Total 1982-1983, 5,669 (average per month, 809; full year rate, 9,708).

The majority of requests reported by agencies (over two-thirds) were directed to client-orientated agencies, for example-

December January February March April May June Department

1982 1983 1983 1983 1983 1983 1983 Total

Social Security 189 133 173 199 133 184 166 1,177 Taxation 103 104 152 179 153 267 168 1,126 Veterans' Affairs 62 63 82 107 95 358 282 1,049 Immigration and Ethnic Affairs 69 43 73 61 63 77 79 465

Other agencies receiving a significant number of requests include Defence, Australian Federal Police, Health, Home Affairs and Environment, Public Service Board and Attorney-General's.

More detailed statistics will be available in the Attorney-General's Annual Report on the FOI Act.

Number of Requests Reported by Agencies (July-August 1983)

July 1,249 by 82 agencies August 1,086 by 61 agencies

Total 1983-1984, 2,335.

The trends of the first seven months operation of FOI appear to have continued into 1983-84 but with a slight increase in activity.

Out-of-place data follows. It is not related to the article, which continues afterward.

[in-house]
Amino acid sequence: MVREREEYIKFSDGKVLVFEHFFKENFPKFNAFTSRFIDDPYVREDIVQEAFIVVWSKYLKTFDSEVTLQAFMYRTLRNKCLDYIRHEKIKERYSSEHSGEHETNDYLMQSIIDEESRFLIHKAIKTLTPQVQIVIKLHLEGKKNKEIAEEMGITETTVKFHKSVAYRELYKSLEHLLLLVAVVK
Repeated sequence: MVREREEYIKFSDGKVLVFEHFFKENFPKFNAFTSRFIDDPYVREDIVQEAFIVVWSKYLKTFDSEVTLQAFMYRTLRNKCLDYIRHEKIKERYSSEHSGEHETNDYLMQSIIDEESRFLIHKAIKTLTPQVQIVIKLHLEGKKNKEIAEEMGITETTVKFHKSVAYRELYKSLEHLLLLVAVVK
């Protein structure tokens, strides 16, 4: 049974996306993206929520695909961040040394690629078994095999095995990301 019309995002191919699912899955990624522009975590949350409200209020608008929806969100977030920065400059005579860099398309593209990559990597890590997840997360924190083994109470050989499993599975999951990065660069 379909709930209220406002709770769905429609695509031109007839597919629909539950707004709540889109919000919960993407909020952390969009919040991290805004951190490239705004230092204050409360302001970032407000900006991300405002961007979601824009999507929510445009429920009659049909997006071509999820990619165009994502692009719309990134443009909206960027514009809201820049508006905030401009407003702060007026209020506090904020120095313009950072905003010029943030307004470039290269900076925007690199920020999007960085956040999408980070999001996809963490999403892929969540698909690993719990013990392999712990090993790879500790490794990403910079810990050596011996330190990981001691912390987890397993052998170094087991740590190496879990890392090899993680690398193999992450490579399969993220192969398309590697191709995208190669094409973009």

Mr LIONEL BOWEN —I thank you, Mr Speaker, and the honourable member for North Sydney. The matter raised by the honourable member for Wentworth related to archives. My colleague the Minister for Home Affairs and Environment has asked me to mention the great variety of archival holdings. They include models for the Canberra design competition in 1911 and film of early aerial surveys of Australia for mapping and defence purposes. On film there are records of the Antarctic Division. There are many thousands of defence films and film relating to Cyclone Tracy. There are photographs covering a wide variety of the early history of Australia. There are voice recordings of Dame Mary Gilmore, Daisy Bates, Albert Namitjira, John Curtin, Nellie Melba and Alfred Hill, to mention just a few. There are the early Burley Griffin design drawings and drawings of nineteenth century fortifications and military equipment. There are films relating to the pioneers of aviation such as Amy Johnson and Jean Batten. There is film relating to the Cowra prisoner of war breakout and to nineteenth century naturalisation records. There are the personal papers of Lord Bruce, Sir Paul Hasluck, Mr Scullin, Mr Whitlam, Mr Fraser and Mr Curtin. There are seismic tapes, together with related papers on off-shore petroleum exploration. So, the Archives covers a wide spectrum of activity.